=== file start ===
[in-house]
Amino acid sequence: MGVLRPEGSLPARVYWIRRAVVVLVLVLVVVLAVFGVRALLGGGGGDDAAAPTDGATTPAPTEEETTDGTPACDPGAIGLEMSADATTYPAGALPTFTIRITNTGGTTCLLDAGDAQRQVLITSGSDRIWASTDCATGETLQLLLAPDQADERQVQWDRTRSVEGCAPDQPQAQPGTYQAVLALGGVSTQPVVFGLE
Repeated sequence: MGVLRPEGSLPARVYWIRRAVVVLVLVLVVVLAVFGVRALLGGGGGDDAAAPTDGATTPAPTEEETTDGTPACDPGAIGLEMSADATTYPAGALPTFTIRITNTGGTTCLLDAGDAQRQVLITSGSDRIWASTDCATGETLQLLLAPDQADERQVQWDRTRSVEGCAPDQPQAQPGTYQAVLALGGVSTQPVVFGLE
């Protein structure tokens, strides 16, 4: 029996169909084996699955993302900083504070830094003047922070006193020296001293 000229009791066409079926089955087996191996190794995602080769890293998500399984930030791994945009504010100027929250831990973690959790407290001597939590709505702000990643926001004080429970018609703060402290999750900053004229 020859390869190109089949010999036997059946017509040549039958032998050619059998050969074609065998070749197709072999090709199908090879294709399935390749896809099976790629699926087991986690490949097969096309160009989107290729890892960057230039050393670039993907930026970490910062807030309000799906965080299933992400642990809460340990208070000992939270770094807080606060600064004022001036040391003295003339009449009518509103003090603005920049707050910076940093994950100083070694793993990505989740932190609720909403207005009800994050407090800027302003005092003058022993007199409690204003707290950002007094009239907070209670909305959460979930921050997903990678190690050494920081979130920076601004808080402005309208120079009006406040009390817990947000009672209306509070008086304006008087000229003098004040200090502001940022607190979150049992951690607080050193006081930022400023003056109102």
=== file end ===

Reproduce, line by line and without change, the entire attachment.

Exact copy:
[in-house]
Amino acid sequence: MGVLRPEGSLPARVYWIRRAVVVLVLVLVVVLAVFGVRALLGGGGGDDAAAPTDGATTPAPTEEETTDGTPACDPGAIGLEMSADATTYPAGALPTFTIRITNTGGTTCLLDAGDAQRQVLITSGSDRIWASTDCATGETLQLLLAPDQADERQVQWDRTRSVEGCAPDQPQAQPGTYQAVLALGGVSTQPVVFGLE
Repeated sequence: MGVLRPEGSLPARVYWIRRAVVVLVLVLVVVLAVFGVRALLGGGGGDDAAAPTDGATTPAPTEEETTDGTPACDPGAIGLEMSADATTYPAGALPTFTIRITNTGGTTCLLDAGDAQRQVLITSGSDRIWASTDCATGETLQLLLAPDQADERQVQWDRTRSVEGCAPDQPQAQPGTYQAVLALGGVSTQPVVFGLE
């Protein structure tokens, strides 16, 4: 029996169909084996699955993302900083504070830094003047922070006193020296001293 000229009791066409079926089955087996191996190794995602080769890293998500399984930030791994945009504010100027929250831990973690959790407290001597939590709505702000990643926001004080429970018609703060402290999750900053004229 020859390869190109089949010999036997059946017509040549039958032998050619059998050969074609065998070749197709072999090709199908090879294709399935390749896809099976790629699926087991986690490949097969096309160009989107290729890892960057230039050393670039993907930026970490910062807030309000799906965080299933992400642990809460340990208070000992939270770094807080606060600064004022001036040391003295003339009449009518509103003090603005920049707050910076940093994950100083070694793993990505989740932190609720909403207005009800994050407090800027302003005092003058022993007199409690204003707290950002007094009239907070209670909305959460979930921050997903990678190690050494920081979130920076601004808080402005309208120079009006406040009390817990947000009672209306509070008086304006008087000229003098004040200090502001940022607190979150049992951690607080050193006081930022400023003056109102």